May 15, 2024
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  • Bureau of Labor Statistics: CPI Inflation at 3.4 Percent in April

    WASHINGTON, D.C. – Today, House Budget Committee Chairman Jodey Arrington (R-TX) released the following statement after the Consumer Price Index (CPI) report for April showed that inflation increased by 0.3 percent, with year over year inflation at 3.4 percent. Since President Biden took office, prices have increased by a total of 19.3 percent.

    Chairman Arrington on Today's Inflation Report:

    “The trend of rising monthly prices and high yearly inflation is very concerning, especially coupled with recent high interest rates and poor first quarter economic output. This report confirms that the grip of inflation won’t loosen anytime soon, even after 11 interest rate increases since March 2022. The massive amount of federal spending by President Biden and Democrats has made this inflationary fire storm difficult to contain.”

    Why Inflation is Returning:

    Our descent into four-decade high inflation began with an unprecedented surge in federal deficit spending during the pandemic.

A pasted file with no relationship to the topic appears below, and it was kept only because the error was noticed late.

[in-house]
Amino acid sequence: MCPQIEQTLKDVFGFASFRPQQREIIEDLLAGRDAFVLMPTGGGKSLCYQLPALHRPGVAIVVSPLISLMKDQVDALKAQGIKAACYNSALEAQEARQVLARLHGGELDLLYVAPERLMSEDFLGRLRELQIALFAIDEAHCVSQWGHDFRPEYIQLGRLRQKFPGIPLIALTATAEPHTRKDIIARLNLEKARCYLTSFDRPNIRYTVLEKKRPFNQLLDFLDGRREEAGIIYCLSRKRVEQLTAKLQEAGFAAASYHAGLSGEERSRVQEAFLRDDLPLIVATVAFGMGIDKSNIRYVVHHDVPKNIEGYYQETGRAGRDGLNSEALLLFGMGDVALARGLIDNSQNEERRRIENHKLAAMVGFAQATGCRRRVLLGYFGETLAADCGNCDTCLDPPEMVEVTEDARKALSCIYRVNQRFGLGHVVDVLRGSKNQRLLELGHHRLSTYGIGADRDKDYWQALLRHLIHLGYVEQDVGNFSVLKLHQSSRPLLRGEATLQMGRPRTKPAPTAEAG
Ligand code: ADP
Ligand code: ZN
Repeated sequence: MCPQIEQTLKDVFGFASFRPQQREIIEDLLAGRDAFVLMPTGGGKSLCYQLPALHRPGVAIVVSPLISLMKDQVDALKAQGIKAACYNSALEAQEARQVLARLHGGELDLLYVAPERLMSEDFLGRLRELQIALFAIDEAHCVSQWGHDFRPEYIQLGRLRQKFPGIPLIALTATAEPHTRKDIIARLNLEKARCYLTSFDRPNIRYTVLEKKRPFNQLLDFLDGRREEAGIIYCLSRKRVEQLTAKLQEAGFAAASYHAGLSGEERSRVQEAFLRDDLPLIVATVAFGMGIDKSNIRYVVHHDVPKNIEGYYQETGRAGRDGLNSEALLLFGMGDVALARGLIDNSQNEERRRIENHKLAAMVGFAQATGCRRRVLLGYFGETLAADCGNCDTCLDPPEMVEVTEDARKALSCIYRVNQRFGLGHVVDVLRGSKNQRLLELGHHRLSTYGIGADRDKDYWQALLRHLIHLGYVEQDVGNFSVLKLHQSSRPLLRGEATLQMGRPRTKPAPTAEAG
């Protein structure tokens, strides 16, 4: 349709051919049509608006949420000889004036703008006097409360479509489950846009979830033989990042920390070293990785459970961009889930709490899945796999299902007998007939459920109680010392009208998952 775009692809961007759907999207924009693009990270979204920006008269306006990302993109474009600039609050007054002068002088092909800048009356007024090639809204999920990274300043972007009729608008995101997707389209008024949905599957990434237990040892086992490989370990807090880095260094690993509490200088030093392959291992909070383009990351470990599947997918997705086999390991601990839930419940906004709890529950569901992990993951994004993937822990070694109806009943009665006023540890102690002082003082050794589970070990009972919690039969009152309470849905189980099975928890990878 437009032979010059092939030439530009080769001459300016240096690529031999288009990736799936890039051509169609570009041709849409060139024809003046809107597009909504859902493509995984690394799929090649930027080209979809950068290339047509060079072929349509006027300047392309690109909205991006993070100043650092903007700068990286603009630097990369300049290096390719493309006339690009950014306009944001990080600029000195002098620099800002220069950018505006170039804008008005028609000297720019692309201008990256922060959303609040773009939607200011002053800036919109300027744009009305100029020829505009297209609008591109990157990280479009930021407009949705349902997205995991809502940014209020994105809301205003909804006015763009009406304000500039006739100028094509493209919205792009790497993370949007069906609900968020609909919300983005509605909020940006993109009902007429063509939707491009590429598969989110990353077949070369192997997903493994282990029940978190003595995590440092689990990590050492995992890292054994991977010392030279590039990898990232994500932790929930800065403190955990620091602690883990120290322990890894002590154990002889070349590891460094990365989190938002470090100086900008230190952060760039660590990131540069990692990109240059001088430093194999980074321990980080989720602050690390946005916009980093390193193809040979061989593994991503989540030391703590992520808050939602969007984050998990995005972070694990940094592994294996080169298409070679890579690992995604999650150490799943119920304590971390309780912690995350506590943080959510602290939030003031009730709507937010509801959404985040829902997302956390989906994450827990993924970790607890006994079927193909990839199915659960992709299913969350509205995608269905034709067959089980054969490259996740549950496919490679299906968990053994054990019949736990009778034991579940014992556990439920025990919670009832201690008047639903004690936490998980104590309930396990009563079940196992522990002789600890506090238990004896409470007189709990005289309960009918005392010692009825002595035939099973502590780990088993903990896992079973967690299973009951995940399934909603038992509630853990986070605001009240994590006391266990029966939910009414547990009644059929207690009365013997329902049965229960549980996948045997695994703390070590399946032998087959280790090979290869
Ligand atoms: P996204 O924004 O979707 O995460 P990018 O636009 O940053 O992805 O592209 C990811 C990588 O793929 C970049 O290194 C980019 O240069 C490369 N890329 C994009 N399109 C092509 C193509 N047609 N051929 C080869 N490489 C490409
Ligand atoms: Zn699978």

To accommodate this, the Federal Reserve (Fed) printed money and cut interest rates. The Fed and the Biden Administration continued pumping money into the economy, beginning with the American Rescue Plan (ARP). The remainder of President Biden’s economic policies didn’t help either, particularly his regulatory onslaught and attempts to cripple American energy.

    As a result, inflation rose from 1.7 percent before the ARP to a high of 9.0 percent in 2022 – the highest level in over 40 years.

    Because of this, the Fed raised interest rates which caused inflation to decline. However, since the Fed stopped raising rates in the middle of 2023, progress on inflation has stalled.

    The problem is that the government hasn’t done its part in the equation; debt and deficits continue to run wild. This has left the Fed to choose between fighting inflation or keeping the government’s finances manageable.

    But the Fed’s concerns aren’t just fiscal. It also must consider the other half of its dual mandate: maximum employment. Raising interest rates too high may risk pushing the economy into a recession, which would cost jobs and harm the federal budget.

    The Bottom Line:

    Since President Biden took office, prices have increased by a total of 19.3 percent. This means that the average family of four is paying an additional $17,080 per year or $1,423 per month to purchase the same goods and services.

    Ending our inflation crisis will require a joint effort between fiscal and monetary policymakers. Additional work will be needed from the Fed, while Congress and the White House must do their part to rein in out-of-control deficits and debt.

    House Budget Republicans are ready. That’s why we’ve passed our FY25 “Reverse the Curse” blueprint that balances the budget in 10 years and reduces deficits by $14 trillion over the next decade.

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